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Leukemia. 2017 Apr;31(4):896-902. doi: 10.1038/leu.2016.300. Epub 2016 Oct 24.

A randomized study of pomalidomide vs placebo in persons with myeloproliferative neoplasm-associated myelofibrosis and RBC-transfusion dependence.

Author information

1
Division of Hematology, Department of Internal Medicine, Mayo Clinic College of Medicine, Rochester, MN, USA.
2
Universitätsklinikum Leipzig, Leipzig, Germany.
3
Fondazione IRCCS Policlinico S Matteo, Pavia, Italy.
4
Universitaire Ziekenhuizen, Leuven, Belgium.
5
Medizinische Universität Wien, Vienna, Austria.
6
Peking University People's Hospital, Beijing, China.
7
Hôpital Saint-Louis, Paris, France.
8
Mayo Clinic, Scottsdale, AZ, USA.
9
University of Insubria, Varese, Italy.
10
Department of Haematology, Queen’s University, Belfast, UK.
11
Gustave Roussy, Université Paris-Saclay, Saint-Aubin, France.
12
Division of Hematology and Oncology, David Geffen School of Medicine at UCLA, Los Angeles, CA, USA.
13
Centro Ricerca e Innovazione Malattie Mieloproliferative-CRIMM, Azienda Ospedaliera Universitaria Careggi, Florence, Italy.
14
Department of Experimental and Clinical Medicine, University of Florence, Florence, Italy.
15
Peking Union Medical College Hospital, Beijing, China.
16
Celgene Corporation, Summit, NJ, USA.
17
Haematology Research Centre, Imperial College London, London, UK.

Abstract

RBC-transfusion dependence is common in persons with myeloproliferative neoplasm (MPN)-associated myelofibrosis. The objective of this study was to determine the rates of RBC-transfusion independence after therapy with pomalidomide vs placebo in persons with MPN-associated myelofibrosis and RBC-transfusion dependence. Two hundred and fifty-two subjects (intent-to-treat (ITT) population) including 229 subjects confirmed by central review (modified ITT population) were randomly assigned (2:1) to pomalidomide or placebo. Trialists and subjects were blinded to treatment allocation. Primary end point was proportion of subjects achieving RBC-transfusion independence within 6 months. One hundred and fifty-two subjects received pomalidomide and 77 placebo. Response rates were 16% (95% confidence interval (CI), 11, 23%) vs 16% (8, 26%; P=0.87). Response in the pomalidomide cohort was associated with ⩽4 U RBC/28 days (odds ratio (OR)=3.1; 0.9, 11.1), age ⩽65 (OR=2.3; 0.9, 5.5) and type of MPN-associated myelofibrosis (OR=2.6; 0.7, 9.5). Responses in the placebo cohort were associated with ⩽4 U RBC/28 days (OR=8.6; 0.9, 82.3), white blood cell at randomization >25 × 109/l (OR=4.9; 0.8, 28.9) and interval from diagnosis to randomization >2 years (OR=4.9; 1.1, 21.9). Pomalidomide was associated with increased rates of oedema and neutropenia but these adverse effects were manageable. Pomalidomide and placebo had similar RBC-transfusion-independence response rates in persons with MPN-associated RBC-transfusion dependence.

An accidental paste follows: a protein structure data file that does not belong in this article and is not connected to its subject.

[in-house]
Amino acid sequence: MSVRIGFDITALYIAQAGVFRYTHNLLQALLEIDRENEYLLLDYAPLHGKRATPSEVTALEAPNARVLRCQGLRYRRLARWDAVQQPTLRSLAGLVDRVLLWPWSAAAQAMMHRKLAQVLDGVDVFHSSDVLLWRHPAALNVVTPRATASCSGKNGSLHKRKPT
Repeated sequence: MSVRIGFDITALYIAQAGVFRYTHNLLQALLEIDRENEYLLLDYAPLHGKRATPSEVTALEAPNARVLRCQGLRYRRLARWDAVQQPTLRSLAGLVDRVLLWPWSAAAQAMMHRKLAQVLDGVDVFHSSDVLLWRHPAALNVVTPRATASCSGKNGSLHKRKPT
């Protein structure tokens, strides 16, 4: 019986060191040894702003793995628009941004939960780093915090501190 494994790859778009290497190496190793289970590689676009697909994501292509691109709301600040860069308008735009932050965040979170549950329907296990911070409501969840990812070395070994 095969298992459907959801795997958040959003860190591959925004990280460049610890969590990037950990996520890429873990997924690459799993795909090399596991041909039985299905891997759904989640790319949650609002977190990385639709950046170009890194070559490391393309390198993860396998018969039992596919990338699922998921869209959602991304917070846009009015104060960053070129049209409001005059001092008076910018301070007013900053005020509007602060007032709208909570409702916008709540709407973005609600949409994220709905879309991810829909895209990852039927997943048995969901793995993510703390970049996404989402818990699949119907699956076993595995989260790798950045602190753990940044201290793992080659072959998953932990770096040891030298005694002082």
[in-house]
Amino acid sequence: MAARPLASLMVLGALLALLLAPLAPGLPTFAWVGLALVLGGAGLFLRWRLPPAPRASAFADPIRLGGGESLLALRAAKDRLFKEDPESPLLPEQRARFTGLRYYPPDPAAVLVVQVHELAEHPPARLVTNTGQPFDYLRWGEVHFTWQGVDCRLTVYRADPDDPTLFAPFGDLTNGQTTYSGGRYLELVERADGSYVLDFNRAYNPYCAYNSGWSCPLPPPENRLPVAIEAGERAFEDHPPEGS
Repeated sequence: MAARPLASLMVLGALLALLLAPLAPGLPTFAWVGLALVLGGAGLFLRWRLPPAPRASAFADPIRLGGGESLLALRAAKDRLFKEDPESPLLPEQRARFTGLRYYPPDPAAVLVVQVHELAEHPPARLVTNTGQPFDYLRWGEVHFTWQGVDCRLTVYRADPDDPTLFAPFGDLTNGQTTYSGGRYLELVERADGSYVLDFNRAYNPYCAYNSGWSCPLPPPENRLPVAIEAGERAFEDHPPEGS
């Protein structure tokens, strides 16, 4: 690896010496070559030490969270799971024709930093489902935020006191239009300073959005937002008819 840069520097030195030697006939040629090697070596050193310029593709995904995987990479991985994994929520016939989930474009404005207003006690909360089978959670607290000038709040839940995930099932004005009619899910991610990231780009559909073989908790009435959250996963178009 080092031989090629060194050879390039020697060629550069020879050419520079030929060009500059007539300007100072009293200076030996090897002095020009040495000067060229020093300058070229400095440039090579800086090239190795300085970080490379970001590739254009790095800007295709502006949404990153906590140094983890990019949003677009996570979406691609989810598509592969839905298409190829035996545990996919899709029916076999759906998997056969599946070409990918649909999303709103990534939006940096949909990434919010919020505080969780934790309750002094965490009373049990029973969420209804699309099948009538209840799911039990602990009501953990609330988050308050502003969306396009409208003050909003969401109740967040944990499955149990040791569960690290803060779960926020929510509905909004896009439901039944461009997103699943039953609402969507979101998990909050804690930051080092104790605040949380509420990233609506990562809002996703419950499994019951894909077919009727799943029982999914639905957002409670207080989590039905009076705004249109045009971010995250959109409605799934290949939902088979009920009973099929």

TRIAL REGISTRATION:

ClinicalTrials.gov NCT01178281.

PMID:
27773929
PMCID:
PMC5383927
DOI:
10.1038/leu.2016.300
[Indexed for MEDLINE]
Free PMC Article

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